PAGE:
• Public-Private-Versioning (PPV): Private versioning are performed by a group of authors that allow public read access to the repository and write access is limited to the group of authors. trust in capacity building material is mainly the trust of potential users in the quality assurance of the group of authors. Private versioning can be realized e.g. in GitHub. This provides a transparency for
```      Who created, altered, what, when?
```

Just like a wiki is allows a private versioning of content and the trust in a group authors might lead to decision to use the last quality assured version in the private versioning system instead the lasted version in wiki. References in the wikiversity content to quality assured private version are recommended to insert in the learning resource. It is not necessary that the quality assured versions are stored in GitHub as technical solution. Quality assured Capacity Building material can be published by an organization on the web portal[8]. In turn public available resources need a OER license, so that the capacity building material can be adapted to local and regional requirements and constraints.

• Open Educational Resources are helpful, so people can access risk mitigation resource and learn about options for risk mitigation. Explore the application of PanDocElectron in conjunction with Wikiversity for the generation and adaptation of Educational Resources for improvment of Risk Literacy.
• Learner learn being an Author: A guiding principle of risk management learning resources is, that learner are encouraged to take over the role of an author in Wikiversity. This is incorporated by different user profiles:
• Academic Novice: e.g. look for citations to have more or updated scientific evidence for a specific content
• Academic Intermediate: e.g. Add a section to a wikiversity learning resource based on new scientific results
• Academic Expert: e.g. restructure a learning resource due to the evolution of content
• General Novice User: e.g. add a new use-case of the learning resource and report difficulties in application of the learning resource and ask for improvement
• General Intermediate: e.g. create wikiversity pages the explain the requirements and constraints of a setting in which an Open Educational Resource (OER) could support risk mitigation and [risk literacy].
• General Expert: develop, maintain, improve content in Wikiversity, design learning tasks with the educational background.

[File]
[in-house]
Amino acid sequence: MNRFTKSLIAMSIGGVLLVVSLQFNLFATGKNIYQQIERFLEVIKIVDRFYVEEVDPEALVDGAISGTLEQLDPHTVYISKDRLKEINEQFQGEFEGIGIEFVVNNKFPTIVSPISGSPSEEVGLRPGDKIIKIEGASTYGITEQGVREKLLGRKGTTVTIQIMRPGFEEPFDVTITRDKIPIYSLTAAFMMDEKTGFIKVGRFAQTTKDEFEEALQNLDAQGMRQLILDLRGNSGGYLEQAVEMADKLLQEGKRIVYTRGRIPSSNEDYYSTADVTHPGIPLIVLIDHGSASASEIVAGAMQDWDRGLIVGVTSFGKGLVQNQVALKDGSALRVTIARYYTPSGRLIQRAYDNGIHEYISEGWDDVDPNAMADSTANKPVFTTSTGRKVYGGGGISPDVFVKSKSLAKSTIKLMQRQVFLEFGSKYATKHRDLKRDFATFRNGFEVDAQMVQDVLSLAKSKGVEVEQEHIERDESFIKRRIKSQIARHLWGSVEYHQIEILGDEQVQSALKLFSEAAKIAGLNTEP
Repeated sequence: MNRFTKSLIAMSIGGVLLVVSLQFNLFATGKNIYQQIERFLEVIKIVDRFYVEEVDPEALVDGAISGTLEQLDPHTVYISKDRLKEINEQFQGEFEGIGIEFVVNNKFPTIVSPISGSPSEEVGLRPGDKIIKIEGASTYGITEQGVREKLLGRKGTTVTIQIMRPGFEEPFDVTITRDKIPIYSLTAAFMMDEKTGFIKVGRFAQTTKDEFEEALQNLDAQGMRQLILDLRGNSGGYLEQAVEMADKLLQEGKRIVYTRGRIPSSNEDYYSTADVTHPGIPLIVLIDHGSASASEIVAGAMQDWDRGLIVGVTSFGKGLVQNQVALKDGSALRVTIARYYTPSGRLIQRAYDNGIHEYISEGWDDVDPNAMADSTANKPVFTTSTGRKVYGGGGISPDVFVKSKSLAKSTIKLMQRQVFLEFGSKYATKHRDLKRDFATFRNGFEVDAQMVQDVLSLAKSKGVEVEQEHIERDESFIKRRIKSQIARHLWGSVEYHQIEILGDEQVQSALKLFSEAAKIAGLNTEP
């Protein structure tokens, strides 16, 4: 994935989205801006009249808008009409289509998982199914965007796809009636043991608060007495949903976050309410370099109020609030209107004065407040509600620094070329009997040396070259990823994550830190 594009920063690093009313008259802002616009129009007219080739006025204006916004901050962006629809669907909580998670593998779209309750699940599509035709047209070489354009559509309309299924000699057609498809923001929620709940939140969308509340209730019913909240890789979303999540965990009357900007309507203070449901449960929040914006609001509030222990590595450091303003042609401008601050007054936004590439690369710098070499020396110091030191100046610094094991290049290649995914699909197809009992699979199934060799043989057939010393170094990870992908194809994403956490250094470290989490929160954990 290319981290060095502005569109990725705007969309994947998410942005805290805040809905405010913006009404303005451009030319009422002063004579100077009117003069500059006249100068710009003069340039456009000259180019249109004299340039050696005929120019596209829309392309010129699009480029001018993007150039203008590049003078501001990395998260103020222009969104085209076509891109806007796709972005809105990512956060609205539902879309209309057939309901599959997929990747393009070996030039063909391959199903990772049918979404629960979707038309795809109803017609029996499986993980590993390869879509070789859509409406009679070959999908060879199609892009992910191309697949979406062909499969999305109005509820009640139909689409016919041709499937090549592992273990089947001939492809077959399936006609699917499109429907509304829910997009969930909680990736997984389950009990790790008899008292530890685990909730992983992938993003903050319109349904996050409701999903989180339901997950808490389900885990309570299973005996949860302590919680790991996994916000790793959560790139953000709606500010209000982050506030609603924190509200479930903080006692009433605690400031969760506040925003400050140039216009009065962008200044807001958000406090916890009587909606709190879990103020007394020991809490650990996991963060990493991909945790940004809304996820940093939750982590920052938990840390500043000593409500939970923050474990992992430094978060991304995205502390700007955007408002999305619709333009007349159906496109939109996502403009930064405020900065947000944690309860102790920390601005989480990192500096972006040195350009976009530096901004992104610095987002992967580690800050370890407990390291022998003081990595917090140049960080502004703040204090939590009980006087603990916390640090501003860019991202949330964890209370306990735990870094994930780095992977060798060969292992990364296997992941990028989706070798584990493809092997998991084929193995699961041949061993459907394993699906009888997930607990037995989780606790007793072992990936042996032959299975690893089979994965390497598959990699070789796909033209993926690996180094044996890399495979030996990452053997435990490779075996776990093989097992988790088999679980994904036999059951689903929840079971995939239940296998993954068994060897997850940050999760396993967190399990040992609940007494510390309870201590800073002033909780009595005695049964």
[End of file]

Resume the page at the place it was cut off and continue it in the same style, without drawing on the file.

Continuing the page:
## Acknowledgements

In order to start this wikiversity initiative the following support was appreciated to iniated an infrastructure that is sustainable with an Open Community benefit for participating institutions.

• Living Lab Support for Risk Management by Prof. Dr. Marlien Herselmann (South Africa).
• Support for IT-Strategies for Batch Systems and Certificates by Dr. Adele Botha (South Africa).
• Support for Networking Support in the Risk Management in the Context of Proposals by Dr. Melanie Platz (Germany)
• support in structuring and linking the learning resources (Prof. Dr. Dave Braunschweig)

## References

1. Hubbard, Douglas (2009). The Failure of Risk Management: Why It's Broken and How to Fix It. John Wiley & Sons. p. 46.
2. Von Hippel, E. (1986). Lead users: a source of novel product concepts. Management Science 32, 791–805.
3. Chesbrough, H.W. (2003). Open Innovation: The new imperative for creating and profiting from technology. Boston: Harvard Business School Press.
4. Almirall, E., Wareham, J. (2011). Living Labs: Arbiters of Mid- and Ground- Level Innovation. Technology Analysis and Strategic Management, 23(1), 2011 pp. 87-102.
5. Bilgram, V.; Brem, A.; Voigt, K.-I. (2008). User-Centric Innovations in New Product Development; Systematic Identification of Lead User Harnessing Interactive and Collaborative Online-Tools, in: International Journal of Innovation Management, Vol. 12, No. 3, pp. 419-458.
6. Pallot M. (2009). Engaging Users into Research and Innovation: The Living Lab Approach as a User Centred Open Innovation Ecosystem. Webergence Blog. http://www.cwe-projects.eu/pub/bscw.cgi/1760838?id=715404_1760838
7. Ravid, G., Kalman, Y. M., & Rafaeli, S. (2008). Wikibooks in higher education: Empowerment through online distributed collaboration. Computers in Human Behavior, 24(5), 1913-1928.
8. WHO Campaign - Clean Care Safer Care - Tools, rationals, self-assessment - 2005-2015 - http://www.who.int/infection-prevention/campaigns/clean-hands/background/en/